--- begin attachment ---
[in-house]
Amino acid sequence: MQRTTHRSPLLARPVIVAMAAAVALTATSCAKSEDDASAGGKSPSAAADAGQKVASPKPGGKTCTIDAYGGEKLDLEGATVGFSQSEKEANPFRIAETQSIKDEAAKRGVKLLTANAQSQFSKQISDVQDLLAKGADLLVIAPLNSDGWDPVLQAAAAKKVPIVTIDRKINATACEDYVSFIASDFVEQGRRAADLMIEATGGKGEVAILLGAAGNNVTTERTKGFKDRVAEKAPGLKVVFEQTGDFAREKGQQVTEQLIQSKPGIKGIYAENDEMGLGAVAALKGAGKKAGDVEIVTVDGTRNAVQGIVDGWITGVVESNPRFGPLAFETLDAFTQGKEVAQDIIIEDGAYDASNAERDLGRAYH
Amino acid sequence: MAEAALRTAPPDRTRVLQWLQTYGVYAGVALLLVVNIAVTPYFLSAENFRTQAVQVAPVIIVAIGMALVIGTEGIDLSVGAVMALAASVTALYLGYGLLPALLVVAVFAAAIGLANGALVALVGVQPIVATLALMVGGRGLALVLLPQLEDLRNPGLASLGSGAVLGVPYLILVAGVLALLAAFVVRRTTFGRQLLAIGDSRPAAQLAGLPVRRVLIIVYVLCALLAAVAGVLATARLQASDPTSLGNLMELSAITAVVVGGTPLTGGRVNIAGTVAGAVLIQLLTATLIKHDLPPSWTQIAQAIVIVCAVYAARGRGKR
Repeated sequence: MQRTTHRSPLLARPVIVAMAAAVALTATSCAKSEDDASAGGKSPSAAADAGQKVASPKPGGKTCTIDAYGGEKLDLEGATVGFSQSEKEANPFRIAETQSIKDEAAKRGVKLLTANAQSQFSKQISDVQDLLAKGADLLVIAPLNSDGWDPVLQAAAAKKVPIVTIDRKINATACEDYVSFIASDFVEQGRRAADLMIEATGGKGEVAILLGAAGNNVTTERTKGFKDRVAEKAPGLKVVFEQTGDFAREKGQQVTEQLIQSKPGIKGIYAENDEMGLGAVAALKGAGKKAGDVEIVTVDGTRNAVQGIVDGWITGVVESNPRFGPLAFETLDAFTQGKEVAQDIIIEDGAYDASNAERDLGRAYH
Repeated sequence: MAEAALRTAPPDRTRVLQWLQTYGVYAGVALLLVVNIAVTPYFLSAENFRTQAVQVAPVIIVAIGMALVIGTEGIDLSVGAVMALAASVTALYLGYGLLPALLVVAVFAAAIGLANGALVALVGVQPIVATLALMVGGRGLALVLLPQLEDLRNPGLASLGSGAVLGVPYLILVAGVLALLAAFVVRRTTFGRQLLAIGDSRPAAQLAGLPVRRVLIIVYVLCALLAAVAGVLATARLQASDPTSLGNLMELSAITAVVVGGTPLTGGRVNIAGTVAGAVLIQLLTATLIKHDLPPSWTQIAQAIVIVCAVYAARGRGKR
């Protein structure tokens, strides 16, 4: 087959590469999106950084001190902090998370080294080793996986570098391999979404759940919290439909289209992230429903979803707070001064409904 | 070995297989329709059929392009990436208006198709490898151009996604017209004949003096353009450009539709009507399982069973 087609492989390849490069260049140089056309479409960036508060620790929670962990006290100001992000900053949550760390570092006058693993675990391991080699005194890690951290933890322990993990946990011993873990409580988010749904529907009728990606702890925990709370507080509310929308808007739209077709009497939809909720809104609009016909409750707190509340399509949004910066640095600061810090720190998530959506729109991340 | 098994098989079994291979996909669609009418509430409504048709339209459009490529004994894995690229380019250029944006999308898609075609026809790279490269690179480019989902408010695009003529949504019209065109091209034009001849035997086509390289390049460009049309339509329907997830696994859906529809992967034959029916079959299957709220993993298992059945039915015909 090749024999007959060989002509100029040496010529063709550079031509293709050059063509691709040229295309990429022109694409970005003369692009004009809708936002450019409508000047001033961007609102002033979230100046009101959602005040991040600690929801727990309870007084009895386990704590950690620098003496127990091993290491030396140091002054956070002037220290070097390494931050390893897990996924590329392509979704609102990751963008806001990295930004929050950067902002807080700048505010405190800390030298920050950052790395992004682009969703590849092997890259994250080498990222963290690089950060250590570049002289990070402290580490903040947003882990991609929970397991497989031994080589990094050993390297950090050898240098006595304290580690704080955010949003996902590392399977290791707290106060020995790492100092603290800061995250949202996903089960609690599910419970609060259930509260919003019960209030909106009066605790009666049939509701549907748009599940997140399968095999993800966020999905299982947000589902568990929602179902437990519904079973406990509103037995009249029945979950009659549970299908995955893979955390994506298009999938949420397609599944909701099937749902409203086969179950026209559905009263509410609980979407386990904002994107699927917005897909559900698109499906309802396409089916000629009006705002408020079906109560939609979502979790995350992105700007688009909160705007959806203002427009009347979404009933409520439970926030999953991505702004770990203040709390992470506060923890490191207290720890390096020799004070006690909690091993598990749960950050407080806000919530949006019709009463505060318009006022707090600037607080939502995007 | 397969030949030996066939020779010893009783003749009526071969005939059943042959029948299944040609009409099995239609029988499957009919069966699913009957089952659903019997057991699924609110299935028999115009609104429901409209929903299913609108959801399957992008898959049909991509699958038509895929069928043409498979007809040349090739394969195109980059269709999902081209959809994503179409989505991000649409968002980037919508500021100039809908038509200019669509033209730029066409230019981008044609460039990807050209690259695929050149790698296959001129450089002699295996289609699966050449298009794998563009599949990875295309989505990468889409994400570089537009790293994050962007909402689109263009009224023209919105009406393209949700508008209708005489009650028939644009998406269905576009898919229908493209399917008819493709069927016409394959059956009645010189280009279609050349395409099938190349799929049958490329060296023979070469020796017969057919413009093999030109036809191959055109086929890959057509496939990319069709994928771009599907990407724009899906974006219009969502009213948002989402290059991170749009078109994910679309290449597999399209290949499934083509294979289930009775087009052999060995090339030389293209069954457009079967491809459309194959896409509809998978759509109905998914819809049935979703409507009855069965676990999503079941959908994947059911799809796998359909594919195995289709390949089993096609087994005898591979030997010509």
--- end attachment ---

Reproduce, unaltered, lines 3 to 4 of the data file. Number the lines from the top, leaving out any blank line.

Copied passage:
Amino acid sequence: MAEAALRTAPPDRTRVLQWLQTYGVYAGVALLLVVNIAVTPYFLSAENFRTQAVQVAPVIIVAIGMALVIGTEGIDLSVGAVMALAASVTALYLGYGLLPALLVVAVFAAAIGLANGALVALVGVQPIVATLALMVGGRGLALVLLPQLEDLRNPGLASLGSGAVLGVPYLILVAGVLALLAAFVVRRTTFGRQLLAIGDSRPAAQLAGLPVRRVLIIVYVLCALLAAVAGVLATARLQASDPTSLGNLMELSAITAVVVGGTPLTGGRVNIAGTVAGAVLIQLLTATLIKHDLPPSWTQIAQAIVIVCAVYAARGRGKR
Repeated sequence: MQRTTHRSPLLARPVIVAMAAAVALTATSCAKSEDDASAGGKSPSAAADAGQKVASPKPGGKTCTIDAYGGEKLDLEGATVGFSQSEKEANPFRIAETQSIKDEAAKRGVKLLTANAQSQFSKQISDVQDLLAKGADLLVIAPLNSDGWDPVLQAAAAKKVPIVTIDRKINATACEDYVSFIASDFVEQGRRAADLMIEATGGKGEVAILLGAAGNNVTTERTKGFKDRVAEKAPGLKVVFEQTGDFAREKGQQVTEQLIQSKPGIKGIYAENDEMGLGAVAALKGAGKKAGDVEIVTVDGTRNAVQGIVDGWITGVVESNPRFGPLAFETLDAFTQGKEVAQDIIIEDGAYDASNAERDLGRAYH